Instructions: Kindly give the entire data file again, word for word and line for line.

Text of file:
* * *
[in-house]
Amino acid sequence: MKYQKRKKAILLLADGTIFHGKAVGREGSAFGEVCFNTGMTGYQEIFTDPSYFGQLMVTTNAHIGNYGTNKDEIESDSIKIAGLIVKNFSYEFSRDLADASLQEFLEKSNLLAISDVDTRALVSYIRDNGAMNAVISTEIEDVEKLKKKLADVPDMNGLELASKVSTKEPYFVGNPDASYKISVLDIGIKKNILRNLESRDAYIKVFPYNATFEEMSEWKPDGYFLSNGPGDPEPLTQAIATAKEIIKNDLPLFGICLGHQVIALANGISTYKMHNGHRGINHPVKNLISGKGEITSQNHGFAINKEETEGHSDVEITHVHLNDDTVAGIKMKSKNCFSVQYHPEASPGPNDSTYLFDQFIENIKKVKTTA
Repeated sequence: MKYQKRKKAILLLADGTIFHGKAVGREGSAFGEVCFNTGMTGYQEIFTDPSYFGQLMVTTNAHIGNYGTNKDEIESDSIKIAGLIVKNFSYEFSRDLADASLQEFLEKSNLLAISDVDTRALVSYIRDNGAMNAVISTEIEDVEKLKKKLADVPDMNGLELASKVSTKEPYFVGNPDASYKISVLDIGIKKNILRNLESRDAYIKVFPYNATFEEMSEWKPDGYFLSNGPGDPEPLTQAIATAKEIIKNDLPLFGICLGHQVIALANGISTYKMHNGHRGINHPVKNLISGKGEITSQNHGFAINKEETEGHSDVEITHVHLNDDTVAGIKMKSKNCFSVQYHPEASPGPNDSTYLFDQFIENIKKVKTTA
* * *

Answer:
[in-house]
Amino acid sequence: MKYQKRKKAILLLADGTIFHGKAVGREGSAFGEVCFNTGMTGYQEIFTDPSYFGQLMVTTNAHIGNYGTNKDEIESDSIKIAGLIVKNFSYEFSRDLADASLQEFLEKSNLLAISDVDTRALVSYIRDNGAMNAVISTEIEDVEKLKKKLADVPDMNGLELASKVSTKEPYFVGNPDASYKISVLDIGIKKNILRNLESRDAYIKVFPYNATFEEMSEWKPDGYFLSNGPGDPEPLTQAIATAKEIIKNDLPLFGICLGHQVIALANGISTYKMHNGHRGINHPVKNLISGKGEITSQNHGFAINKEETEGHSDVEITHVHLNDDTVAGIKMKSKNCFSVQYHPEASPGPNDSTYLFDQFIENIKKVKTTA
Repeated sequence: MKYQKRKKAILLLADGTIFHGKAVGREGSAFGEVCFNTGMTGYQEIFTDPSYFGQLMVTTNAHIGNYGTNKDEIESDSIKIAGLIVKNFSYEFSRDLADASLQEFLEKSNLLAISDVDTRALVSYIRDNGAMNAVISTEIEDVEKLKKKLADVPDMNGLELASKVSTKEPYFVGNPDASYKISVLDIGIKKNILRNLESRDAYIKVFPYNATFEEMSEWKPDGYFLSNGPGDPEPLTQAIATAKEIIKNDLPLFGICLGHQVIALANGISTYKMHNGHRGINHPVKNLISGKGEITSQNHGFAINKEETEGHSDVEITHVHLNDDTVAGIKMKSKNCFSVQYHPEASPGPNDSTYLFDQFIENIKKVKTTA